Travels in Argentina

Upon arriving in Argentina you will surely discover in no more than 24 hours that there is a “gringo-tax.”

What is a Gringo Tax?

These are taxes applied by the local machinery to first-timers in Argentina who could be no one else other than an American who doesn’t speak Spanish. And it’s hardly like this benign bilking is a concealed act of skulduggery, no sir. It’s just sort of way it is. A fine for not being bi-lingual. Harmless graft. And in the end, it’s worth every penny, at least in Argentina.

You will also discover that things don’t work quite right in Argentina, which is probably why there is a gringo-tax in the first place. I mean, things gotta get done, right? Everything is a little, well, off. Postponed for another time. Delayed. Broken. It’s worth every frustration, at least in Argentina.

And especially in Argentina, you will also discover some of the great natural beauty in the world. It is worth far more than what I paid to see.

And don’t get me started on the steak and the beef. Couldn’t get enough of it.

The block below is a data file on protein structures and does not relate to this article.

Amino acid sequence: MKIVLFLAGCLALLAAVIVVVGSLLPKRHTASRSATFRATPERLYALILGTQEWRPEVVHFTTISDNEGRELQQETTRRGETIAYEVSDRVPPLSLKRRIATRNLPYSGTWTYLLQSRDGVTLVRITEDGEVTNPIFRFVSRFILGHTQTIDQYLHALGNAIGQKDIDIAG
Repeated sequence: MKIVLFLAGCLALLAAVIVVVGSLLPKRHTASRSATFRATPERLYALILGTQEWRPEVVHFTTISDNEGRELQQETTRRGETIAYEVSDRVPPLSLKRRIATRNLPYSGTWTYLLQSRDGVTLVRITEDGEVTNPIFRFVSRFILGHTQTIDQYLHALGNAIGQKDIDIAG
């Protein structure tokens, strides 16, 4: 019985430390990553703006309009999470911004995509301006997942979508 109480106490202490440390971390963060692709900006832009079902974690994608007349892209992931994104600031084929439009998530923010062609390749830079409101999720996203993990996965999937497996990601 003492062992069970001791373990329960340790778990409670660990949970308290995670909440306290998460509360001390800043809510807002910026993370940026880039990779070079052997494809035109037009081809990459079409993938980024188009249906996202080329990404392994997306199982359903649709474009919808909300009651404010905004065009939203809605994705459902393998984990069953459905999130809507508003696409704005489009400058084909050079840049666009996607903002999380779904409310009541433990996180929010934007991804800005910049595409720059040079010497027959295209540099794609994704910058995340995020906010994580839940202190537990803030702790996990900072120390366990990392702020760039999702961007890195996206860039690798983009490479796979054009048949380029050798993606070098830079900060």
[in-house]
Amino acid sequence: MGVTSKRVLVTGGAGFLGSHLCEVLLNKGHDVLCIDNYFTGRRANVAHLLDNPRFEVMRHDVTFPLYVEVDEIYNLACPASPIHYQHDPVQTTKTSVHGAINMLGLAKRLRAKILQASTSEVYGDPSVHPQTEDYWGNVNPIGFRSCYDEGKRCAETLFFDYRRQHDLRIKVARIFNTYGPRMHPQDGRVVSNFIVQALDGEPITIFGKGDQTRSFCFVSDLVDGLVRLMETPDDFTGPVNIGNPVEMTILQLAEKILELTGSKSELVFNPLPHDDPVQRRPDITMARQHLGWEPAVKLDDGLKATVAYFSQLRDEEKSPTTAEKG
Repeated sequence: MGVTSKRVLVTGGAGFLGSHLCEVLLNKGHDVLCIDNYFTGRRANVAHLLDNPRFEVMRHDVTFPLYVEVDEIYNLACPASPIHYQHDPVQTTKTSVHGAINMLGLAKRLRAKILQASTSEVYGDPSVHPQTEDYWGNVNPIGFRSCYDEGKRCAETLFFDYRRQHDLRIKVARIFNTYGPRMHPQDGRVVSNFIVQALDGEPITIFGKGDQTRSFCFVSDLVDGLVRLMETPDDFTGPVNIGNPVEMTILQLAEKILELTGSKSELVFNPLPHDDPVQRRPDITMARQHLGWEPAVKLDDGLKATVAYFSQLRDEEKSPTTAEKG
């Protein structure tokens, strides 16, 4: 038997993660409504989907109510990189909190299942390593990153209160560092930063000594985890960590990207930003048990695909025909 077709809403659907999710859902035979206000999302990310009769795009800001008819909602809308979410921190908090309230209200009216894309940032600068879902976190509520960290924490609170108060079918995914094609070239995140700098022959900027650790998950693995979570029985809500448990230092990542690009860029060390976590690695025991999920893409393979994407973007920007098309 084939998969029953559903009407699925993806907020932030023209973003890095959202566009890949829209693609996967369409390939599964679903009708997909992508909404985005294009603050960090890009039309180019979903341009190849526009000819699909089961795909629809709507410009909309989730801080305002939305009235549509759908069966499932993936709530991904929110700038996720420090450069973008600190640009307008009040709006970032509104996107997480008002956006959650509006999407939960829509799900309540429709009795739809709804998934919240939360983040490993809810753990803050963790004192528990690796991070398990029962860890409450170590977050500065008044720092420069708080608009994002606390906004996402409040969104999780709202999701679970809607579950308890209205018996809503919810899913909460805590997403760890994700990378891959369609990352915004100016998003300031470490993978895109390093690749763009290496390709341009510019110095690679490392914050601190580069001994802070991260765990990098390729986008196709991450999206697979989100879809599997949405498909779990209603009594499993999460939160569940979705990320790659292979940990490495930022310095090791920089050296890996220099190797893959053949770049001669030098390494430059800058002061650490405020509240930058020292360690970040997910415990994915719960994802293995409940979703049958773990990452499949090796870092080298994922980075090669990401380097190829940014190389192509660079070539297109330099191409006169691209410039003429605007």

Exiting off the plane in Buenos Aries, I work my way through customs. It’s almost midnight and there are about a hundred and fifty of us waiting to get our passports stamped. I’m not in-country for more than 30 minutes and this is where you get the first whiff that things don’t work so well. I thought that getting onto the street an into my cab would be smoother. Wrong. 2.5 hours getting through customs because there’s only 2 people working the booths. What!? Did they learn this from the Gringos at our post offices? I curse to the Australian guy standing next to me in line who had spent the last couple of months traveling South America… “hey, man, you’re in Argentina,” he instructs me. This is the moment when you just wanna howl at the moon, anything to get you through the next two hours. My thoughts immediately leapt to that scene in Chinatown, Forget it, Jake, it’s Chinatown.